As more consumers juggle open carts across multiple retailers, Carrot is looking to streamline the process. On Monday, it launched a first-of-its-kind extension that works quietly in the background, collecting baskets as they browse.
The Carrot plug-in was co-founded by Bobby Ghoshal, serial founder and former head of design and growth of WeWork, and Ramin Bozorgzadeh, founding engineer at WeWork and former engineer at Etsy. The duo began developing the concept in early 2021, in response to their frustration with the lack of innovation when it comes to the modern-day shopping cart.
“You go to [an online] store, you add a product to a cart, their marketing worked on you, their photography was perfect. The copy was perfect. You showed up to the store, you saw yourself in the product, you’re like, “Yes, that is exactly what I want.” You add it to the cart, and then you bounce. And that happens 90% of the time, not because you’re not interested in the product. It’s because you’re still shopping,” said Ghoshal.
The plug-in allows shoppers to automatically save all open carts from their last 45 days of shopping in one place. Tracking in real time is also a part of the technology: Users can be notified once an item in a cart has been marked down. The plug-in also gives shoppers an additional channel of the Carrot site to view the items in their cart, and it acts as a backup if they close a shopping window. In addition, on the Carrot site, customers can explore styles similar to those in their carts that were saved by other users. As for retailers, it could make them less reliant on the targeted ads that have become a headache to shoppers. Carrot uses an affiliate model similar to the one that Polyvore used back when it still operated, where affiliate partners pay a fee for the sales Carrot drives to them via the extension and shareable collections. Carrot has secured over 2,000 brand partners.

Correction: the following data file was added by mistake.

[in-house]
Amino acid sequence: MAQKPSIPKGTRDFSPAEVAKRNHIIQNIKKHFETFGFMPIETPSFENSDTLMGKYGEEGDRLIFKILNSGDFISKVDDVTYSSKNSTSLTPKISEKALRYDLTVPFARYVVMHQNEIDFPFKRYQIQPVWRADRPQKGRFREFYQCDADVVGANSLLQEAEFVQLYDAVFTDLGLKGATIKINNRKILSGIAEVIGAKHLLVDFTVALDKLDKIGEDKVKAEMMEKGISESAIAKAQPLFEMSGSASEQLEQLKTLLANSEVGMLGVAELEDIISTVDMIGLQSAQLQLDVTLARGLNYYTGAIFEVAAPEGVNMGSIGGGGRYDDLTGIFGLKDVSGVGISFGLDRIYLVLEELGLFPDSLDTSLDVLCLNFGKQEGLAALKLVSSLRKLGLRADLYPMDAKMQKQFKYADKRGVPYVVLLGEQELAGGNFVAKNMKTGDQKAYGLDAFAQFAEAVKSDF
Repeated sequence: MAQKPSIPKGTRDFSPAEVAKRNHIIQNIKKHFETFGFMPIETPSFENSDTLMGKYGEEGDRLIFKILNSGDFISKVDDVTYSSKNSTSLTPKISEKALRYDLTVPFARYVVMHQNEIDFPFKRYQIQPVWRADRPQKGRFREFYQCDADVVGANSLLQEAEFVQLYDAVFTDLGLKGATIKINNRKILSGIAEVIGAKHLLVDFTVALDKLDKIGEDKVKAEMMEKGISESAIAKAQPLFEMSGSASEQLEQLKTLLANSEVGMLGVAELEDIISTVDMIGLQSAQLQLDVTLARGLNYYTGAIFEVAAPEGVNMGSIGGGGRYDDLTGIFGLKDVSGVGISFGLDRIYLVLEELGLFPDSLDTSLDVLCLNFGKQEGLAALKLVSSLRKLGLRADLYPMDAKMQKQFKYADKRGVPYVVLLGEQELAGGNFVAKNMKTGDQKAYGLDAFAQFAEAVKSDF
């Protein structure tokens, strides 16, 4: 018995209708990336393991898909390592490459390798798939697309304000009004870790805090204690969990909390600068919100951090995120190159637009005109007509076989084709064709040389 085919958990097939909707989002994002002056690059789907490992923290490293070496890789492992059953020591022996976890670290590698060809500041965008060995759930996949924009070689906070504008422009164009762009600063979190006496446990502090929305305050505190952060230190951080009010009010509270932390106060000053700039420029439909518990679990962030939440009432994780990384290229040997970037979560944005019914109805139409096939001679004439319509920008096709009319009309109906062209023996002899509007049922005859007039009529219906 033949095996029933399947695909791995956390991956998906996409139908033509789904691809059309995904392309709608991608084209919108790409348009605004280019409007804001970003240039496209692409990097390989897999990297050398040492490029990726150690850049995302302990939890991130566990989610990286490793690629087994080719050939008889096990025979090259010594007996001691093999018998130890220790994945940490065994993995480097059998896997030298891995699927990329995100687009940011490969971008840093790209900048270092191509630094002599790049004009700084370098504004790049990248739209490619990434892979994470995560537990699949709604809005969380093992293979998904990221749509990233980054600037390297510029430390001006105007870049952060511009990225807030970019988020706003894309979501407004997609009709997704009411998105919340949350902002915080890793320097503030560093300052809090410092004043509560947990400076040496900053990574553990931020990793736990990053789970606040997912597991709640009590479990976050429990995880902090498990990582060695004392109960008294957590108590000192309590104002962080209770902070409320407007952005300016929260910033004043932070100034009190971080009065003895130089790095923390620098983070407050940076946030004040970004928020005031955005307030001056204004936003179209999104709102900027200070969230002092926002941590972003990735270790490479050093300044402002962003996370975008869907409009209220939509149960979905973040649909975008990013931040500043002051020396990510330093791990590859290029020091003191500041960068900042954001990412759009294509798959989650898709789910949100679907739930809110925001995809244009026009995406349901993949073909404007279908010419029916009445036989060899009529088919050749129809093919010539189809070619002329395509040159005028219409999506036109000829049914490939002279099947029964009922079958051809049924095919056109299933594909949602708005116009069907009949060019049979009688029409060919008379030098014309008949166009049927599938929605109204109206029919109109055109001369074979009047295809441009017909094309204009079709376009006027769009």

The company recently closed a seed funding round of $5.5 million, including investments from early-stage consumer venture capital firm M13, Paris Hilton, Scott Belsky and Kindred Ventures, among others. Talking about the investment, Kindred Ventures managing partner Kanyi Maqubela said, “We’ve all been led to believe that algorithmic curation is going to be the future of how all shopping happens. That doesn’t have to be the case… Ultimately, I think Carrot can bring human curation and personalization to you as the shopper, while bringing the magic that comes with extreme convenience.”
In the press release, Hilton said, “I knew from the minute I saw Carrot I wanted to get involved, once I saw all my open carts and how easy it was to organize them with a click of a button. I do so much online shopping, but I always leave open carts and forget to go back to them. I love how simple Carrot makes it to get back to those carts.”
As of November 15, Carrot is free to download on desktops via Google Chrome on addtocarrot.com.
The online shopping experience outside of social media has not changed in the same way, staying largely the same since 1995, when it was modeled on the retail experience with functions like ‘browse,’ shopping baskets and a checkout. This has been accelerated during the pandemic as shoppers moved online with the additions of virtual stylists, livestream shopping and better chat options. However, as the digital world has expanded, so too has the number of shopping websites and the range of stores where consumers shop. While there is little data available on the number of online stores in existence, the global online fashion market alone was worth $533 billion in 2018 and is predicted to grow to $872 billion by 2023.